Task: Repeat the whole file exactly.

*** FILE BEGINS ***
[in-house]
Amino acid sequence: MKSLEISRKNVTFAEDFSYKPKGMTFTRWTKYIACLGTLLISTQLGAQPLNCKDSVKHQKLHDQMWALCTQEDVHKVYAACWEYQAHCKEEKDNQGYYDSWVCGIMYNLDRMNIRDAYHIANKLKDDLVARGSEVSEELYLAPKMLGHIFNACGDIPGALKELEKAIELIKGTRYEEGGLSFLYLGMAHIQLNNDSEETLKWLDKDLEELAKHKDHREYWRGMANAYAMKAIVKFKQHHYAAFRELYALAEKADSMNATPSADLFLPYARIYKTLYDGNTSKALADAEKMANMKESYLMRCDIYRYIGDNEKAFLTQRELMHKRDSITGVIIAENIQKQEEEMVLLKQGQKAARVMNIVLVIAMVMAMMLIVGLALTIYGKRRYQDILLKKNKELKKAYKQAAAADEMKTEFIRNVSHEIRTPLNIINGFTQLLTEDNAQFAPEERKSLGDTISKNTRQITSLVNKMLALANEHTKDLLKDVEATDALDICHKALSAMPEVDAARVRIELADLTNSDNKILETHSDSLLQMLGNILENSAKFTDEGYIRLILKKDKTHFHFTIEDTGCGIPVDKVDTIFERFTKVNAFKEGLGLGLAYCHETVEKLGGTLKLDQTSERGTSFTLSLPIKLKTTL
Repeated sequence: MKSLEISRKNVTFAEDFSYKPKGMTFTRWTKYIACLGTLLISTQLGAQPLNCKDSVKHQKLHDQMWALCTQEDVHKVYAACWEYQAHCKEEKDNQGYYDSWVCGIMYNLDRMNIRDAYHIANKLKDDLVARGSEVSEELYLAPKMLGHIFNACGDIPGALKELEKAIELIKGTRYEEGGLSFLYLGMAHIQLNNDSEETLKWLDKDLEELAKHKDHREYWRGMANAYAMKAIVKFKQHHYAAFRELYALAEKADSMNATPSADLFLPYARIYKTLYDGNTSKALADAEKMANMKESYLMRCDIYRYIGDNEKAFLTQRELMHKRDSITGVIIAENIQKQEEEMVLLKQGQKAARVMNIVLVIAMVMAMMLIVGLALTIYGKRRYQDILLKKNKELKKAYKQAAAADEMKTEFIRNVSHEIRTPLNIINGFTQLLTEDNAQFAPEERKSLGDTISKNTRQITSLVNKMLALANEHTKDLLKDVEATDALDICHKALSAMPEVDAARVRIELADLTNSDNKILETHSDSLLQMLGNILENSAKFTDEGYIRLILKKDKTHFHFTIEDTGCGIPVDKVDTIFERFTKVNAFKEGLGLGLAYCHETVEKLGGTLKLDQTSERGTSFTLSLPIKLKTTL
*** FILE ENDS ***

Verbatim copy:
[in-house]
Amino acid sequence: MKSLEISRKNVTFAEDFSYKPKGMTFTRWTKYIACLGTLLISTQLGAQPLNCKDSVKHQKLHDQMWALCTQEDVHKVYAACWEYQAHCKEEKDNQGYYDSWVCGIMYNLDRMNIRDAYHIANKLKDDLVARGSEVSEELYLAPKMLGHIFNACGDIPGALKELEKAIELIKGTRYEEGGLSFLYLGMAHIQLNNDSEETLKWLDKDLEELAKHKDHREYWRGMANAYAMKAIVKFKQHHYAAFRELYALAEKADSMNATPSADLFLPYARIYKTLYDGNTSKALADAEKMANMKESYLMRCDIYRYIGDNEKAFLTQRELMHKRDSITGVIIAENIQKQEEEMVLLKQGQKAARVMNIVLVIAMVMAMMLIVGLALTIYGKRRYQDILLKKNKELKKAYKQAAAADEMKTEFIRNVSHEIRTPLNIINGFTQLLTEDNAQFAPEERKSLGDTISKNTRQITSLVNKMLALANEHTKDLLKDVEATDALDICHKALSAMPEVDAARVRIELADLTNSDNKILETHSDSLLQMLGNILENSAKFTDEGYIRLILKKDKTHFHFTIEDTGCGIPVDKVDTIFERFTKVNAFKEGLGLGLAYCHETVEKLGGTLKLDQTSERGTSFTLSLPIKLKTTL
Repeated sequence: MKSLEISRKNVTFAEDFSYKPKGMTFTRWTKYIACLGTLLISTQLGAQPLNCKDSVKHQKLHDQMWALCTQEDVHKVYAACWEYQAHCKEEKDNQGYYDSWVCGIMYNLDRMNIRDAYHIANKLKDDLVARGSEVSEELYLAPKMLGHIFNACGDIPGALKELEKAIELIKGTRYEEGGLSFLYLGMAHIQLNNDSEETLKWLDKDLEELAKHKDHREYWRGMANAYAMKAIVKFKQHHYAAFRELYALAEKADSMNATPSADLFLPYARIYKTLYDGNTSKALADAEKMANMKESYLMRCDIYRYIGDNEKAFLTQRELMHKRDSITGVIIAENIQKQEEEMVLLKQGQKAARVMNIVLVIAMVMAMMLIVGLALTIYGKRRYQDILLKKNKELKKAYKQAAAADEMKTEFIRNVSHEIRTPLNIINGFTQLLTEDNAQFAPEERKSLGDTISKNTRQITSLVNKMLALANEHTKDLLKDVEATDALDICHKALSAMPEVDAARVRIELADLTNSDNKILETHSDSLLQMLGNILENSAKFTDEGYIRLILKKDKTHFHFTIEDTGCGIPVDKVDTIFERFTKVNAFKEGLGLGLAYCHETVEKLGGTLKLDQTSERGTSFTLSLPIKLKTTL